Mark Twain, Censorship and Revisionist History


The Master Fabulist Chillin On his Porch

Some Reflections on Samuel Clements And His Niggers!

Again we are confronted with a controversy over the liberal use of the epithet “Nigger” in Mark Twains’s novel Huckleberry Finn, an American literary classic.  This time the debate was sparked by the decision of a publisher to remove all 200 references to the word in the text.  In the opinion of many well meaning Americans this was a good thing, but it is also considered a good thing by some Americans with larceny in their hearts and duplicity on their minds.  These are the people who want to rewrite American history in order to obscure the truth about American racism.  A black Harvard Professor even wrote a book called “Nigger,” in which he argues that the prolific use of the epithet by young blacks has robbed it of its value to hurt us emotionally.  I remain unconvinced.

Since I grew up at a time when “Nigger” was an epithet designed to deny our humanity and supply a pseudo-scientific justification for a legal,  albiet immoral, racial caste system I abhor the word.  Thus I will never be able to come to terms with it.  Although I understand that “Nigger” is a versatile term that has different meanings depending upon who is using it, intent and context are the determining factors.   Like the word Fuck, which in its original incarnation was an acronym, ” For unlawful Carnal Knowledge,”  It can be a noun or an adjective; a term of of endearment or a “fighting word.”  For instance “I want to fuck you” or “Fuck you!”  It all depends upon who is using it and why.

Even understanding the various sides to the argument however, unlike people who argue that it’s cool for rappers and other black youths to use the word, I think the popularity of “Nigger” is a reflection of the collapse of the black family and the absence of intelligent parenting! My children grew up in a hip hop dominated cultural milieu – coming of age in Harlem in the last two decades of the twentieth century -yet I have never heard either of them use the word. That’s no accident; they had intelligent parents who taught them better. This is what parents are supposed to do; it’s called “home training!”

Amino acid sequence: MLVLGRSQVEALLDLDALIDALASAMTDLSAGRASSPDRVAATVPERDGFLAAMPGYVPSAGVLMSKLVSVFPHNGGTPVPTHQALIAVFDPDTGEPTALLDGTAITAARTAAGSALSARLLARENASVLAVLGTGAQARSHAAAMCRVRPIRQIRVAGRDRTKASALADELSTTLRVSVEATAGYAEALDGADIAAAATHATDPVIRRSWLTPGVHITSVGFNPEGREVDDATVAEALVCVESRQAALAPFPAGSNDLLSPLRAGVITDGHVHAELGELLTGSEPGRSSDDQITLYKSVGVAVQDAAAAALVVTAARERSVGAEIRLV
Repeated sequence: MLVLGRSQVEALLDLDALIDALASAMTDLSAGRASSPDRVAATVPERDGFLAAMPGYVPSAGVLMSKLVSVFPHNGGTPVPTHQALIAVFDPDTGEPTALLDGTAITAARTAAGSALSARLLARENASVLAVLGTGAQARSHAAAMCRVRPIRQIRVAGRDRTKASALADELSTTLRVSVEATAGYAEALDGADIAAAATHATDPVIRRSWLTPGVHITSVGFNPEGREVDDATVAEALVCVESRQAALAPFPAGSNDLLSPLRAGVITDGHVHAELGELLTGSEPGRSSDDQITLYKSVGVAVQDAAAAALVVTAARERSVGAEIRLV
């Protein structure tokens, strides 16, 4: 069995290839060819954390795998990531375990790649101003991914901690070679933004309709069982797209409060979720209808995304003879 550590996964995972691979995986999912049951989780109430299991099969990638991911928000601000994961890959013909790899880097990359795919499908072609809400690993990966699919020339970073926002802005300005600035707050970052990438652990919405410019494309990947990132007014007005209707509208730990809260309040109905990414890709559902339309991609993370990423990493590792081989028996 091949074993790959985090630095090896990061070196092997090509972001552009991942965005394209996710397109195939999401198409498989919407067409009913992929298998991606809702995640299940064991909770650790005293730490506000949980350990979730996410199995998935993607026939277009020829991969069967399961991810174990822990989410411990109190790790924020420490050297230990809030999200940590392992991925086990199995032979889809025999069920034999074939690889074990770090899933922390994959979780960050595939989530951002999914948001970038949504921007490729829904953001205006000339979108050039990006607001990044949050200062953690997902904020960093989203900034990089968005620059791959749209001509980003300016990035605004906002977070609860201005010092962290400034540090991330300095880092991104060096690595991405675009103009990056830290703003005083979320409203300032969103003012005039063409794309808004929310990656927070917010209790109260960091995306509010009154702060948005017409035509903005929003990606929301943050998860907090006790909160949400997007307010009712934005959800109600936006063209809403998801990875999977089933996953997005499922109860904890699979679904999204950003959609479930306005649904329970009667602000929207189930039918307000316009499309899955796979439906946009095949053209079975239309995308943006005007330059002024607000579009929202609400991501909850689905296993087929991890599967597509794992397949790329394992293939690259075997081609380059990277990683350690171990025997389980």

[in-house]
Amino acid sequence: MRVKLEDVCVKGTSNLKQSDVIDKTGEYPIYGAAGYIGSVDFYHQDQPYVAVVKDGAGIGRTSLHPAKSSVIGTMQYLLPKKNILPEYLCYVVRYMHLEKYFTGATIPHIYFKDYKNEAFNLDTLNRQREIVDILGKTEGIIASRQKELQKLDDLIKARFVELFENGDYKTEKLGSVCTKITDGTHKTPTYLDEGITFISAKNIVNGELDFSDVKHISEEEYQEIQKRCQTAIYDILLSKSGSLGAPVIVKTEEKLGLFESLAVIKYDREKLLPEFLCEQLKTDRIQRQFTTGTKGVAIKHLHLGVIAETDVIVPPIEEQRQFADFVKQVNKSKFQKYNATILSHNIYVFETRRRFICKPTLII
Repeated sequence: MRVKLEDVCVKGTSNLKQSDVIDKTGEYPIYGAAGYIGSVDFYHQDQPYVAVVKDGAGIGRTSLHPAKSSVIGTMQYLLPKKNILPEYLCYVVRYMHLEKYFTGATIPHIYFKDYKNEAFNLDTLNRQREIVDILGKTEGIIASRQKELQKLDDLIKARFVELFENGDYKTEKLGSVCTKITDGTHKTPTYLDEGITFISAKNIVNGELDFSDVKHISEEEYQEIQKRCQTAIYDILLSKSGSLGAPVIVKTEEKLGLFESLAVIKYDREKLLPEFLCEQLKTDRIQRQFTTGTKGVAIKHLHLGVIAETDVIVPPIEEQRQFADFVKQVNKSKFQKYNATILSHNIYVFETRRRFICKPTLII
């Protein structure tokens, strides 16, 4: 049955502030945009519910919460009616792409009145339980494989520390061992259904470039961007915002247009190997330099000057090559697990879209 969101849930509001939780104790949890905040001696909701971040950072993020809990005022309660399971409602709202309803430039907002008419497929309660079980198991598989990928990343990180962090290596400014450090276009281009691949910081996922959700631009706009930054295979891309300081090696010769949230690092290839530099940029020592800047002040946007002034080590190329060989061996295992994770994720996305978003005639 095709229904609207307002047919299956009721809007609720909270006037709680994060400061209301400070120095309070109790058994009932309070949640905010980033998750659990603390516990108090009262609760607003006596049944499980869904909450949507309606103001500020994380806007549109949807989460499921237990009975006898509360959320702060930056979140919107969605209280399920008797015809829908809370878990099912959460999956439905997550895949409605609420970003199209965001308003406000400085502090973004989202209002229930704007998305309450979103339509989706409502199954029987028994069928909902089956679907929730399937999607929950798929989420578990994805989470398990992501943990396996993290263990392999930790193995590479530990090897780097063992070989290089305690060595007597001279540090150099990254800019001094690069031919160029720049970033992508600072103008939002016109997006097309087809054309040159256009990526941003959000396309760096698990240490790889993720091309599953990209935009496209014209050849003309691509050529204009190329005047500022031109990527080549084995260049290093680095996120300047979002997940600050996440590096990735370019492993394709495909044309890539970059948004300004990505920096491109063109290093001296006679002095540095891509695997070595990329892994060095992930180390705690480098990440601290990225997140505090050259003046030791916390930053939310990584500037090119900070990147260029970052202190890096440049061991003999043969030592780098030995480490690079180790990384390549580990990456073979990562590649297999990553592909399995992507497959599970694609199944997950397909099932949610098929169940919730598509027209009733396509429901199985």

When I have written about this in the past I have met resistance from those who want to argue that one can be a well raised, intelligent, literate Afro-American and still like to use the word Nigger.  Some have even styled the epithet into the words Niggaz, or nigga, as my homie Alexa Birdsong spells it on the Face Book thread where this Commentary originated.  Perhaps, but they are usually sports, poseurs, pretenders to a ghetto cool that they have been convinced is authentic blackness.  Their attitude toward “nigger” is the same class of phenomenon as the thrill that rich square whites get slumming in Harlem bars.  But I think this is a dangerous way to be cool.

I am convinced that the profligate use of “Nigger” gives license to the coarser elements among us – especially the  lumpen proletariat, “Underclass” is the present term of art – who use it anywhere and everywhere and thus encourage others to use it.  But when these other folks call us niggers they ain’t joking!  The tragedy in this is compounded by the fact that many of these young blacks who are calling themselves niggers, and allowing others to call them niggers, are so clueless they can’t tell if the “others” are laughing with them or laughing at them.  This tragedy becomes disastrous when our youths internalize the conception of themselves as niggaz, which is generally synonymous with ignorant, anti-social, violent, thugs!  The sort of niggaz you see in gangsta rap videos.

Even as abundantly gifted and intelligent – though grotesquely confused about the meaning of manhood – as Tupac Shakur was, he died before he ever really had a chance to live trying to be “a real nigger!”  We see the full dimensions of this tragedy in a study conducted by a group of Harvard scholars who inquired into the reasons for the dramatic rise in gun violence among young Cape Verdean men in Boston.  They concluded that the single most important factor in this disaster was the adoption of Tupac’s “Thug Life” values!

A Real Nigga?

Thug Life = Dead Before Thirty!

As to the question at hand, the use of “nigger” in the novels of Mark Twain. I have but this to say. I am viscerally opposed to the arbitrary rewriting of canonical texts. In the hands of a good teacher this text can serve as a great tool for teaching kids about the racist history of this country. This is especially true if they explore who Mark Twain was and his ideas about racial justice. Mark Twain is in my estimation the father of the American novel.